Opinion |

Bibi Is Good for the Arabs

A photo of Dr. Zvi Bar'el.
Zvi Bar'el
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Opposition Leader Benjamin Netanyahu at the Knesset.
Opposition Leader Benjamin Netanyahu at the Knesset.Credit: Ohad Zwigenberg
A photo of Dr. Zvi Bar'el.
Zvi Bar'el

Jaws dropped and ears perked up. And the heavens began to fall. David Amsalem, the pillar of fire who goes before his creator, Benjamin Netanyahu, dropped a bombshell that threatened to obliterate Likud and rip its masters to shreds.

Amsalem, who speaks from the heart, a guide to the perplexed who always tells it like it is and doesn’t settle scores, shot between the eyes again. On Channel 12’s morning show he said the United Arab List, that Arab party and terrorism supporter, that representative of the Muslim Brotherhood, whose entire aim is the destruction of Israel, could be a coalition partner if Likud and its partners obtain a majority in the next election.

The panic that gripped Netanyahu, who in a flash squelched such dangerous talk even at the cost of offending Amsalem, only proves the magnitude of the threat.

Amsalem didn’t invent anything, nor was this a cry from the heart. He heard such things “at home,” from Bibi and his circle. Amsalem is very familiar with the negotiations of Netanyahu’s agents with UAL chair Mansour Abbas and his partners before, during and after previous elections. He knows what was promised to the party and on what conditions, and wasn’t offering anything that wasn’t acceptable at the time to his master.

On the contrary, Amsalem even set a tougher condition: that a non-Zionist Arab party could only join a future coalition if Likud and its Jewish partners already had a majority of Knesset seats. In other words, a right-wing purely Jewish government would have to stand on its own two feet before agreeing to welcome in other races. Netanyahu did not impose such a limitation.

The difficulty in Amsalem’s remarks lies in the question of why Likud would wish to add an Arab party to the coalition if it already had at least 61 Jewish lawmakers at its command. Such a government, after all, would be able to destroy the democratic structure, shatter the justice system, enact new race laws and break the bones of the left wing even without the assistance of Arab subcontractors, who would only weigh them down.

The answer is that Amsalem is presumably fantasizing that the Arabs – those traditional allies of the left who laid the foundations for the outgoing “government of treason” – would now join forces with the extreme right to destroy the haters of Likud, and all of this without having to paying them anything.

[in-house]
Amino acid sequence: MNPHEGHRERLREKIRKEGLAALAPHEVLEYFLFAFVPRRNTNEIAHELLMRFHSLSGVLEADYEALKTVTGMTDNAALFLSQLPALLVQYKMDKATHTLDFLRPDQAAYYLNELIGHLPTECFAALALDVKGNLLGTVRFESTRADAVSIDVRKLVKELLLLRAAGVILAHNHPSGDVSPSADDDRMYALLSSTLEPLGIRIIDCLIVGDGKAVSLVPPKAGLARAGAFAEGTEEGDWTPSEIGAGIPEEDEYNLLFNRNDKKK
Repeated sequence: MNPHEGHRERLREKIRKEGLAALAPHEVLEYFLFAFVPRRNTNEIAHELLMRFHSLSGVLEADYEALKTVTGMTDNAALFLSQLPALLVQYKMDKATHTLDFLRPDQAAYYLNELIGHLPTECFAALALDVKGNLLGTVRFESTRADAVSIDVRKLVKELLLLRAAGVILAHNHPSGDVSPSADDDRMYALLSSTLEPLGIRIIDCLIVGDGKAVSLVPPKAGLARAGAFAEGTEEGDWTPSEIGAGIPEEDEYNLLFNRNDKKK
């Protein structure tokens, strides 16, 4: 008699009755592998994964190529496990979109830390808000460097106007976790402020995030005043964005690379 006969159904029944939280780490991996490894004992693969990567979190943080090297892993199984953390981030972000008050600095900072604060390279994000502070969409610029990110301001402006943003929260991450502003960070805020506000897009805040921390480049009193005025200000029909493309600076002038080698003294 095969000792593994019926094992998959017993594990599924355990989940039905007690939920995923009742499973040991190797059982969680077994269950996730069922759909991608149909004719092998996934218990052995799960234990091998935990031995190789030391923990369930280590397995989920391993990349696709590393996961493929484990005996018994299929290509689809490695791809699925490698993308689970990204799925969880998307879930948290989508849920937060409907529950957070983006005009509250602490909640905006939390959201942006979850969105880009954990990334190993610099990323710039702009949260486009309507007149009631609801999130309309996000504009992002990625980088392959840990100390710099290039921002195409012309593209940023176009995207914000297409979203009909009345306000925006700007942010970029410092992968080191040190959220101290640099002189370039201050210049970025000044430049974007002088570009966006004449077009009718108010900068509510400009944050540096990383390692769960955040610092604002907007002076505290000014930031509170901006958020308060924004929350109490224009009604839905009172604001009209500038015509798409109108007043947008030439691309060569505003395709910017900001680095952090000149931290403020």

After all, anyone who joins a Jewish coalition that already has a majority in the Knesset cannot impose conditions or make demands the way that they can when the government’s existence depends on them. Amsalem well understood Bibi’s doctrine that ideology cannot stand in the way when destruction is necessary.

Attention to nuance is therefore important. Amsalem spoke out against all of the non-Zionist parties, which should not be allowed to join the coalition if their support was critical to its formation. (Did he mean the Haredi ones as well?) But Netanyahu and Religious Zionism party chair Bezalel Smotrich directed their attacks solely against the United Arab List.

“The United Arab List is an antisemitic, anti-Zionist party that supports terrorism,” Netanyahu said. “Likud under my leadership has never and will never agree to bring the UAL into any kind of coalition.” He made no mention, however, of the Joint List, an electoral alliance of predominantly Arab parties.

Was he leaving the door open for an Arab party in the event that he did not secure 61 seats? After all, the Joint List is also not a Zionist party and its members are also associated with the “terrorism supporters” bloc, judging by the scathing criticism of them in the Knesset and in media interviews.

Bibi seems to be proving to be a much more flexible and generous politician toward the Arabs. After all, he was willing to lean on Arab crutches so that he could be prime minister.

It’s not taking a risk to predict that if Bibi is short a single Knesset seat, he would crawl into the tent of an Arab “terror supporter” who is willing to receive him. Perhaps this time it won’t be with the United Arab List but rather with other Arabs, ones who are not tainted by the outgoing “government of change,” since the Arabs are the same Arabs, to quote the late Prime Minister Yitzhak Shamir. Just have them come in droves in the right direction and Bibi’s home is wide open.

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